Since Buffett is the largest single shareholder in Berkshire Hathaway, and is gifting the largest portion of the shares earmarked for donation to charity to the Gates Foundation, it is likely that the Gates Foundation will, eventually, become the largest single shareholder. This situation raises some interesting issues. A common issue related to the gifting of stock is what happens in the event of a downturn. The Gates Foundation has experience with this issue already, having weathered a decline in the price of the Microsoft stock Gates himself donated to start the foundation, after Gates reduced his role in Microsoft. The second issue, the legal and tax issues related to a non-profit organization being the largest shareholder in a for-profit company, is rarer. In a few occurrences, the non-profit has been forced to divest itself of the interest.
Further, Buffett, whose dislike of inherited wealth and easing of the estate tax is well known, has virtually assured his children will be employed for as long as they want to be. Of course, because they are running non-profit foundations, their salaries and other compensation must be reasonable. It will, however, be paid in addition to their eventual inheritances from Buffett's estate, which despite the gifts and the estate tax burden, should still be a significant sum.
Buffett's and Gates' versions of philanthropic capitalism differs from previous models of philanthropy in that he is doing his gifting during his lifetime. Other notable philanthropists endowed foundations as part of their estates. By funding foundations during their lifetimes, both Buffett and Gates clearly expect to see results from their gifts. Buffett may be taking a more traditional âarm's lengthâ approach, but he is nonetheless looking for their gifts to have a noticeable impact.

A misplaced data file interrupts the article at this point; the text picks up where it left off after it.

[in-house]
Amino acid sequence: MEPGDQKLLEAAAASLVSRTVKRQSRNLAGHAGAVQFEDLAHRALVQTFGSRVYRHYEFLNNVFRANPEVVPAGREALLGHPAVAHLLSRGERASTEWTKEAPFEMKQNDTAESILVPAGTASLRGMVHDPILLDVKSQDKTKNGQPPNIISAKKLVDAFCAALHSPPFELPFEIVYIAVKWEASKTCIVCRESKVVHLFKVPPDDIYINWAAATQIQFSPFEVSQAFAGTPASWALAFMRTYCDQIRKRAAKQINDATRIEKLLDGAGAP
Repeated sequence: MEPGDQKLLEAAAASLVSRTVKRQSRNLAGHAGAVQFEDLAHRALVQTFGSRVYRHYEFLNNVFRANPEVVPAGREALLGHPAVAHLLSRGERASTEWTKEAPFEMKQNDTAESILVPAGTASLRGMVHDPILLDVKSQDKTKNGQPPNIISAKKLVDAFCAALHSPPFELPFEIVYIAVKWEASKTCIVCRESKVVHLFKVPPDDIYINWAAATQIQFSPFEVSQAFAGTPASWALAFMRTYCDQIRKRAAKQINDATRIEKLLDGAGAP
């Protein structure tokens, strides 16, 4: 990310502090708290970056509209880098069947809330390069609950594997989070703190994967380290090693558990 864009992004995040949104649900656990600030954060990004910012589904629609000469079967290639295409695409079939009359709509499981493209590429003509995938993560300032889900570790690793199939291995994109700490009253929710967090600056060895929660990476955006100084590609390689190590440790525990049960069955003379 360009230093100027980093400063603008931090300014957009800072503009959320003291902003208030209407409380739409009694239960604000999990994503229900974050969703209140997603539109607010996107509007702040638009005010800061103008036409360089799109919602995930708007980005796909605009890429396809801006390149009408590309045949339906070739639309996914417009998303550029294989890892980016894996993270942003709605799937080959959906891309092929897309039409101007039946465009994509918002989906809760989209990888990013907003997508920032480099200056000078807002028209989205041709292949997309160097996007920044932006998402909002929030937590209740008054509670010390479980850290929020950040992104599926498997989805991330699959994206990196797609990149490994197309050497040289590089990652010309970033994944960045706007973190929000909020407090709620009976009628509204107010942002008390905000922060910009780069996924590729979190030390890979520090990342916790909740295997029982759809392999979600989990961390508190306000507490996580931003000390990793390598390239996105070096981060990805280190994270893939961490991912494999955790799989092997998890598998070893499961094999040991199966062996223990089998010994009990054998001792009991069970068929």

By making their gifts during their lifetime, both men reduce the size of their estates, and the related estate tax burden, by the amount of the gifts. There are also potential income and capital gains tax benefits.
âThe tax law allows individuals to receive a charitable deduction of up to either 30 or 50 percent of adjusted gross income,â Mark Luscombe, Prinicpal Analyst with CCH, a WolterKluwer company, explains. âIn this case involving a gift of stock and involving foundations, the 30 percent limit would appear to apply. Excess charitable contributions beyond the amount allowed in the current year as a deduction can be carried forward to future years.â
Estate planners and other wealth managers anticipate Buffet's philanthropic model to be an inspiration to others, just as his investing methods have been.
âIt's a great model of simple, efficient tax planning,â Howard Zaritsky, an estate planning lawyer at the Pitcairn Financial Group in Vienna, Virginia, and author of several tax planning books, told the Providence Journal. âPeople are always looking for the complicated loophole. The simplest way to save taxes is to take something that has grossly gone up in value and give it to charity.
âFrankly, other people who have somewhat less than Warren Buffett should look very closely at what he is doing,â Zaritsky adds.
Philanthropic capitalism, as practiced by Buffett and Gates, is a practical expression of the adage âleave the world a better place than you found it.â Whether it is a model that will catch on with others remains to be seen.